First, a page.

The doors were then installed, using one Intermountain 6′ Youngstown door and one modified Accurail 8′ Youngstown door that’s not an exact match, but close to the prototype with the later style door hardware at the bottom (the thick center ribs were trimmed thinner, and cast-on tack boards chiseled off in favour of separate parts). Details added to the doors were the large and small tack boards, styrene bits for the lifting tabs at the top and door track tabs, that were added at the upper and lower edges of the doors. A center door latch between the two doors was scratchbuilt, and finally a piece of styrene added on the top door track to replicate the tab over where the doors meet.

For the re-enforcement gussets around the door edges added during rebuilding, 0.010″ styrene was cut into triangular shapes to match prototype photos, sanded a bit thinner, and glued in place. Since the gussets extended under the bottoms of the lower
door tracks, additional rectangular pieces were added below, with and etched with a sharp pointed pin to create the holes in the prototype gussets. The door stops had been carefully shaved off earlier, and were re-added at the ends of the new door tracks.

IMG_6072bexs-CP_290856_boxcar_unpaintedAbove: this photo shows most of the main detailing work complete. Note gussets added around the door openings (by the door corners) during rebuild to re-enforce the car. The new deeper sill running the length of the car was added for similar reasons.

IMG_6077bexsmall-CP290856-boxcarAbove: a quick look at the other side of the car with most of the detailing complete. The trucks and couplers have been removed in preparation for to washing and priming.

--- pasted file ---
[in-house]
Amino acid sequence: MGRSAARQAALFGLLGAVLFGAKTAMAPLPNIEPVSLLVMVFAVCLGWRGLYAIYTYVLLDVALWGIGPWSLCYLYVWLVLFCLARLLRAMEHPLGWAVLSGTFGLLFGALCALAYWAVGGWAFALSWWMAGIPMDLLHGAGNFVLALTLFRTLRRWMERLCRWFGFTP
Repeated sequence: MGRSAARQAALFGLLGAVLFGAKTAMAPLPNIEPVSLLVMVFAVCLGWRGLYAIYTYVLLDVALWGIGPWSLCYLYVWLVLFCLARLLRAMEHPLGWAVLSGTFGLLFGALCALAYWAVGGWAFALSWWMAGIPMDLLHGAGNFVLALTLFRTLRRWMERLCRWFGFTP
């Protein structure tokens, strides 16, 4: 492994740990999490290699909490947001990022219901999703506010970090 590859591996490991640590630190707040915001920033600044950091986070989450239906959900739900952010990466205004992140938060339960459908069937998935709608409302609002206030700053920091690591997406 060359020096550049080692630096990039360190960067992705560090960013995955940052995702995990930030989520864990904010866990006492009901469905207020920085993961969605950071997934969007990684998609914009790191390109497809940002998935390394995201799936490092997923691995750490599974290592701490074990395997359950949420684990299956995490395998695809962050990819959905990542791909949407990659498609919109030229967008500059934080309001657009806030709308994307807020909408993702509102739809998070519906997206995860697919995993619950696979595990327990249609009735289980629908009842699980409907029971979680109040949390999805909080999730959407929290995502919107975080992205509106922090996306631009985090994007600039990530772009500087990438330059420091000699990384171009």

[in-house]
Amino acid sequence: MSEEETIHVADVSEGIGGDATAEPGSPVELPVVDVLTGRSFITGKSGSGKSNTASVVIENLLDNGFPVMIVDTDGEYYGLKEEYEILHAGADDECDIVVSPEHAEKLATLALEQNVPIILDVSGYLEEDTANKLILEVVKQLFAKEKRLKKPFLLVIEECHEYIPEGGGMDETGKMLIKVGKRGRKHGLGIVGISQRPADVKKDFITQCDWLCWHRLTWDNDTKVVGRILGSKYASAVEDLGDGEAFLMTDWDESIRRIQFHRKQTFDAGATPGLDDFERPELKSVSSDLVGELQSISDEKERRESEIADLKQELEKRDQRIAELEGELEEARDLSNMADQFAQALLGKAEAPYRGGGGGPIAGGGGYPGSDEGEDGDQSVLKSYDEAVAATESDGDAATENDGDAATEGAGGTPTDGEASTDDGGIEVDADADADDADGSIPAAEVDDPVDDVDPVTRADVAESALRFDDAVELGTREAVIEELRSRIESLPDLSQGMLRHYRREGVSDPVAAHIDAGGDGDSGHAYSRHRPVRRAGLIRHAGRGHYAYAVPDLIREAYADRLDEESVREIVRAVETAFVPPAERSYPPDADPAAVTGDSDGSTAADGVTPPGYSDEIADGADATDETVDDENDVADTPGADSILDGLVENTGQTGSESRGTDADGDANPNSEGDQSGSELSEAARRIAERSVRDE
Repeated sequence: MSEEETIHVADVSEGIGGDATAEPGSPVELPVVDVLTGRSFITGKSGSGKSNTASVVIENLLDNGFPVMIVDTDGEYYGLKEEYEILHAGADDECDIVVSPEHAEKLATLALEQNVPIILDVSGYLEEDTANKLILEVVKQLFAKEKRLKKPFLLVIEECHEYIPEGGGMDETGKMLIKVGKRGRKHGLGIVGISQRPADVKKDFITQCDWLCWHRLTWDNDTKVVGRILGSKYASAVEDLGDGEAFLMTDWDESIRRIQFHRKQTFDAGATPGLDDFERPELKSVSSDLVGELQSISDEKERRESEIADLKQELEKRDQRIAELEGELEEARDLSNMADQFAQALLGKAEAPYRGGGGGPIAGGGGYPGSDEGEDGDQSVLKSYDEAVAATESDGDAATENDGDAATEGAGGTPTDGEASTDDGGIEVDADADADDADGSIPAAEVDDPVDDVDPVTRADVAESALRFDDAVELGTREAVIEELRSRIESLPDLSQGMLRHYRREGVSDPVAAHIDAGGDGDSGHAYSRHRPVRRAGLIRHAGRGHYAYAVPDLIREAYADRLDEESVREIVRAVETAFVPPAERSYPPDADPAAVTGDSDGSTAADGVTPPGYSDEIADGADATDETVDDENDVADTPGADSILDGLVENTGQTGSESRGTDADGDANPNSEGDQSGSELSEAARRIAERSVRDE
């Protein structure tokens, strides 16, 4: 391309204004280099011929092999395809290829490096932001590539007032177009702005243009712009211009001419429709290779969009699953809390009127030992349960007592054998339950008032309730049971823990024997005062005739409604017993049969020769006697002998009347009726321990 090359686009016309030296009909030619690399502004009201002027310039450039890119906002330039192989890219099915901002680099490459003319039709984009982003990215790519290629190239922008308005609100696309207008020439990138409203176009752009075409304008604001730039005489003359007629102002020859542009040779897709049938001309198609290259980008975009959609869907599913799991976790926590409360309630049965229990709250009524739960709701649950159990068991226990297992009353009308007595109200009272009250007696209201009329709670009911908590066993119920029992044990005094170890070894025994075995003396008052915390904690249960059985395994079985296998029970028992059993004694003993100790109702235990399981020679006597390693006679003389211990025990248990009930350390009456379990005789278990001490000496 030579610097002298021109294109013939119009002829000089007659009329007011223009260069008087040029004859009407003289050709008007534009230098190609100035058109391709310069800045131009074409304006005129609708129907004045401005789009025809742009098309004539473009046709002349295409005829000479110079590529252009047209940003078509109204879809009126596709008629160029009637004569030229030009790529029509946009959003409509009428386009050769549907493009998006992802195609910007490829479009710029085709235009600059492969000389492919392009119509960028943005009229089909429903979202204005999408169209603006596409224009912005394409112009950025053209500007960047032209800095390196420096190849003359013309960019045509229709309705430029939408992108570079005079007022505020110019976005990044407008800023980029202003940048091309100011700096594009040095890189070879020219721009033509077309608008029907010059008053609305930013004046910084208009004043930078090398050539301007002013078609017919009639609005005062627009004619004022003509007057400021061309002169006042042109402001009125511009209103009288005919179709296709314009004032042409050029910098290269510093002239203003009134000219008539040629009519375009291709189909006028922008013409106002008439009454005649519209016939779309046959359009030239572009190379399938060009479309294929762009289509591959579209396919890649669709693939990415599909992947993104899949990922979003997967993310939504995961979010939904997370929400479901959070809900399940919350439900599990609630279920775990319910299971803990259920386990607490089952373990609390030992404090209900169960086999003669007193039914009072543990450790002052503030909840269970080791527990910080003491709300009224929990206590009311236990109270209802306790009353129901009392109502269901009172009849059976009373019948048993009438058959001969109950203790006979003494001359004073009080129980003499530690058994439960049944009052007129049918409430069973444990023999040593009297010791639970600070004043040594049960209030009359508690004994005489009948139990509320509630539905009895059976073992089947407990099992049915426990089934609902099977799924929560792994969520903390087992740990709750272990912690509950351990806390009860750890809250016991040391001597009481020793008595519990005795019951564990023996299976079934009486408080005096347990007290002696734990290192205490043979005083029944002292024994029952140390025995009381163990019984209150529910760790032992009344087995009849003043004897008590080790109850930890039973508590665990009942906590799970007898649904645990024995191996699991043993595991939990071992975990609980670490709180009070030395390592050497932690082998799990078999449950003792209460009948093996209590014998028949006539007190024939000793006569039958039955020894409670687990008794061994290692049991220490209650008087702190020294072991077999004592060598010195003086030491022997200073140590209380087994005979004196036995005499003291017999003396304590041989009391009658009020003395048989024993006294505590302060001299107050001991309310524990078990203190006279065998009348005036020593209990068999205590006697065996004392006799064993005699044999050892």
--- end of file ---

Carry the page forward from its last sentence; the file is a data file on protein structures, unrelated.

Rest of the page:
Since this model was “modernized” by removal of the roofwalk (as CP and CN did to many boxcars in the late 60’s and beyond), no roofwalk was added and the A-end ladders were both cut down to half-height, with extra mounting holes on the body filled. The B-end ladders were always left full-height to access the high brake wheel (CP and CN didn’t bother to relocate them lower) and some thin strips of 0.010″ styrene were added on the roof for the B-end corner grab mounts. The grab itself was made from 0.012″ wire with an eyebolt.

Continuing the detailing process, the Intermountain 8-rug ladders that came with the car were added back to the model (the side ladders had attached stirrup steps at the bottom, but the end ladders typically had the attached stirrups removed when rebuilt). End and corner grab irons were added to the ends and side corners where required, and side stirrup steps added under them (the sill tab in the Intermountain body here was cut off, holes were drilled, and new stirrups made of wire were glued into the bottom of the car).

The B-end brakewheel rigging and platform details (minus the retainer valve details) were added in the usual position. New end railings on both ends (another “modernized” feature CP and CN added) built using thin styrene 0.010″ bits for the mounting brackets spanning the ribs (3 on the A-end, 2 on the B-end), and 0.0125″ wire for the railings. Tack boards were also mounted to both ends in the lower postion according to photos. NBW bits can be added near the tops of the ends to represent where the end roofwalk support brackets were removed.

Above: the A-end and B-ends showing some of the detailing added. Note the lower ladders on the A-end, and different end railings depending on each end of the car.